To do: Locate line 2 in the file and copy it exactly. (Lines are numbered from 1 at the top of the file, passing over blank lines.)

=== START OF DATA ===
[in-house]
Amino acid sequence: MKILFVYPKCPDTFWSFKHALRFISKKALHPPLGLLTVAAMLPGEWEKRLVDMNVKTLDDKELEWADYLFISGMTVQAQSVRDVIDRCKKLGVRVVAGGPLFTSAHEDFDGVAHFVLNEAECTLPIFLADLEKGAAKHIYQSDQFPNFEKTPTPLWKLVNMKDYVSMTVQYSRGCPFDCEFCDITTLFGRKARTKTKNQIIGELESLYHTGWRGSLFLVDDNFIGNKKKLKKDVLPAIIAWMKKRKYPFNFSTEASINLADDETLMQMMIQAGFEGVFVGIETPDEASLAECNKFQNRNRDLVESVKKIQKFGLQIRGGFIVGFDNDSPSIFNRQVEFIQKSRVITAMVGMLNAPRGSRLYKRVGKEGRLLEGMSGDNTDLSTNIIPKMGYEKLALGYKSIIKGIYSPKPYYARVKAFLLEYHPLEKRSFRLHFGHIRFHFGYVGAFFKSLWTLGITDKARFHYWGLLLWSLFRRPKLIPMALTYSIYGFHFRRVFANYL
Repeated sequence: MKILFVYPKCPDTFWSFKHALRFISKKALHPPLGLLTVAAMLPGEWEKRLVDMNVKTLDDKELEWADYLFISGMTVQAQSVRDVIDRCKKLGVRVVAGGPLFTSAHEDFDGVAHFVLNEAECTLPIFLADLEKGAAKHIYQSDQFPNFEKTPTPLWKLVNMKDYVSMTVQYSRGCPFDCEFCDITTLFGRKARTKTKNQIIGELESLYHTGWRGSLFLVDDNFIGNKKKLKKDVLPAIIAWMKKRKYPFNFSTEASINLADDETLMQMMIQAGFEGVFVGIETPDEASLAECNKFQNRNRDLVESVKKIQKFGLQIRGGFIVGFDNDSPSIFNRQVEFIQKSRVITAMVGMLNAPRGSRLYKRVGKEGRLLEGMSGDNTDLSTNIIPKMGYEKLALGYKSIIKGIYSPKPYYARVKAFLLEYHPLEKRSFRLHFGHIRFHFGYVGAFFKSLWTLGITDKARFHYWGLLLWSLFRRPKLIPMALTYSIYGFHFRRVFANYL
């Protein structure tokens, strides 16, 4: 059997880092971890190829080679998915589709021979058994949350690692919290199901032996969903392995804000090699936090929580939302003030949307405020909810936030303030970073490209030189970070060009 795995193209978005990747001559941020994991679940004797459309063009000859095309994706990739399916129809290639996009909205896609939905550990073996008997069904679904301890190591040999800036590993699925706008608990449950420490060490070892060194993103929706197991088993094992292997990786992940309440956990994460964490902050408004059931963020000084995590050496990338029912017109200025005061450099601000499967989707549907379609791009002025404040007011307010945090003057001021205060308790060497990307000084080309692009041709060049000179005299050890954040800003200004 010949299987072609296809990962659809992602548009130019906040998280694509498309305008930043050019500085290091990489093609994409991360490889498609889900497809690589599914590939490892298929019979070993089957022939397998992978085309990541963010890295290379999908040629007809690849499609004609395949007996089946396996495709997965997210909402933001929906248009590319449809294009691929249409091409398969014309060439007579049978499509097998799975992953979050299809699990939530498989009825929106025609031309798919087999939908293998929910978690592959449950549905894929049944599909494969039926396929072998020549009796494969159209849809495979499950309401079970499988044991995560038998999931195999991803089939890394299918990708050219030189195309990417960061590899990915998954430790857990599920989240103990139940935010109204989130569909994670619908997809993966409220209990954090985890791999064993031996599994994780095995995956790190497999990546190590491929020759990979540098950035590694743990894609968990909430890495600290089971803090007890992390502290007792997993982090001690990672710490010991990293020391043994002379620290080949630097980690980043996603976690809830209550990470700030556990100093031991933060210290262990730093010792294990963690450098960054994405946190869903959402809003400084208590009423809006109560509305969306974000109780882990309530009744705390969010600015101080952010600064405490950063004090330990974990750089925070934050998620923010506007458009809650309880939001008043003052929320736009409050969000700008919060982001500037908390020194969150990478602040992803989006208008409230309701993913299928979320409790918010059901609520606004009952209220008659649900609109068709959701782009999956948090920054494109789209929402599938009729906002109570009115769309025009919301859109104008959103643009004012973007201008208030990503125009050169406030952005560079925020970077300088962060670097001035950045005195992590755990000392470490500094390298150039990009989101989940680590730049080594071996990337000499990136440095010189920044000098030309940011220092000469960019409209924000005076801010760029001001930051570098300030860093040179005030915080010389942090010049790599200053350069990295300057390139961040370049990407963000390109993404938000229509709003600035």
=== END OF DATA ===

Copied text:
Amino acid sequence: MKILFVYPKCPDTFWSFKHALRFISKKALHPPLGLLTVAAMLPGEWEKRLVDMNVKTLDDKELEWADYLFISGMTVQAQSVRDVIDRCKKLGVRVVAGGPLFTSAHEDFDGVAHFVLNEAECTLPIFLADLEKGAAKHIYQSDQFPNFEKTPTPLWKLVNMKDYVSMTVQYSRGCPFDCEFCDITTLFGRKARTKTKNQIIGELESLYHTGWRGSLFLVDDNFIGNKKKLKKDVLPAIIAWMKKRKYPFNFSTEASINLADDETLMQMMIQAGFEGVFVGIETPDEASLAECNKFQNRNRDLVESVKKIQKFGLQIRGGFIVGFDNDSPSIFNRQVEFIQKSRVITAMVGMLNAPRGSRLYKRVGKEGRLLEGMSGDNTDLSTNIIPKMGYEKLALGYKSIIKGIYSPKPYYARVKAFLLEYHPLEKRSFRLHFGHIRFHFGYVGAFFKSLWTLGITDKARFHYWGLLLWSLFRRPKLIPMALTYSIYGFHFRRVFANYL